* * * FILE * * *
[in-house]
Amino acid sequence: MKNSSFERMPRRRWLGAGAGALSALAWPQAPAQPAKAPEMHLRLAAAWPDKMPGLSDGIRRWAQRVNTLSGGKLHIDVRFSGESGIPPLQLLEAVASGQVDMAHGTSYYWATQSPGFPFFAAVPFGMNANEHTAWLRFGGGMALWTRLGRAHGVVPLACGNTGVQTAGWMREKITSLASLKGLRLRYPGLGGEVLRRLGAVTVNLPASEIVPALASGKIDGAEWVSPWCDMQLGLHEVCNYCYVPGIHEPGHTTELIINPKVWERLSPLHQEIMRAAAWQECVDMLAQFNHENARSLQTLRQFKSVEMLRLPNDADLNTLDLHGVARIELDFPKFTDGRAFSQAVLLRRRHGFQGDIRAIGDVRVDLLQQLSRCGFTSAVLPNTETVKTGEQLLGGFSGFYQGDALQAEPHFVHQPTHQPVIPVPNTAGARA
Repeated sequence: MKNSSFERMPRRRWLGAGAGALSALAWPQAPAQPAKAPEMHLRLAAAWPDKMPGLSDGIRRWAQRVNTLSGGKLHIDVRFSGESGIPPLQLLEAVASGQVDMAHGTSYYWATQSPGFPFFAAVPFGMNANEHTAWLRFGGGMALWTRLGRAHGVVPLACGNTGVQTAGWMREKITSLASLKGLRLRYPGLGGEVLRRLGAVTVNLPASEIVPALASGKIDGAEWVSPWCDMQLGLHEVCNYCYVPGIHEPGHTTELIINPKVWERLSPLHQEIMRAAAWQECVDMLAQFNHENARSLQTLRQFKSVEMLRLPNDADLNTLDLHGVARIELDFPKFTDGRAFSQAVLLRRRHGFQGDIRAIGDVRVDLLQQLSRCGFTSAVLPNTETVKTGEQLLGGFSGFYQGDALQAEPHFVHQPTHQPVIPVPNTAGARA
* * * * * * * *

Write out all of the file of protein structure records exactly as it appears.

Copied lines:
[in-house]
Amino acid sequence: MKNSSFERMPRRRWLGAGAGALSALAWPQAPAQPAKAPEMHLRLAAAWPDKMPGLSDGIRRWAQRVNTLSGGKLHIDVRFSGESGIPPLQLLEAVASGQVDMAHGTSYYWATQSPGFPFFAAVPFGMNANEHTAWLRFGGGMALWTRLGRAHGVVPLACGNTGVQTAGWMREKITSLASLKGLRLRYPGLGGEVLRRLGAVTVNLPASEIVPALASGKIDGAEWVSPWCDMQLGLHEVCNYCYVPGIHEPGHTTELIINPKVWERLSPLHQEIMRAAAWQECVDMLAQFNHENARSLQTLRQFKSVEMLRLPNDADLNTLDLHGVARIELDFPKFTDGRAFSQAVLLRRRHGFQGDIRAIGDVRVDLLQQLSRCGFTSAVLPNTETVKTGEQLLGGFSGFYQGDALQAEPHFVHQPTHQPVIPVPNTAGARA
Repeated sequence: MKNSSFERMPRRRWLGAGAGALSALAWPQAPAQPAKAPEMHLRLAAAWPDKMPGLSDGIRRWAQRVNTLSGGKLHIDVRFSGESGIPPLQLLEAVASGQVDMAHGTSYYWATQSPGFPFFAAVPFGMNANEHTAWLRFGGGMALWTRLGRAHGVVPLACGNTGVQTAGWMREKITSLASLKGLRLRYPGLGGEVLRRLGAVTVNLPASEIVPALASGKIDGAEWVSPWCDMQLGLHEVCNYCYVPGIHEPGHTTELIINPKVWERLSPLHQEIMRAAAWQECVDMLAQFNHENARSLQTLRQFKSVEMLRLPNDADLNTLDLHGVARIELDFPKFTDGRAFSQAVLLRRRHGFQGDIRAIGDVRVDLLQQLSRCGFTSAVLPNTETVKTGEQLLGGFSGFYQGDALQAEPHFVHQPTHQPVIPVPNTAGARA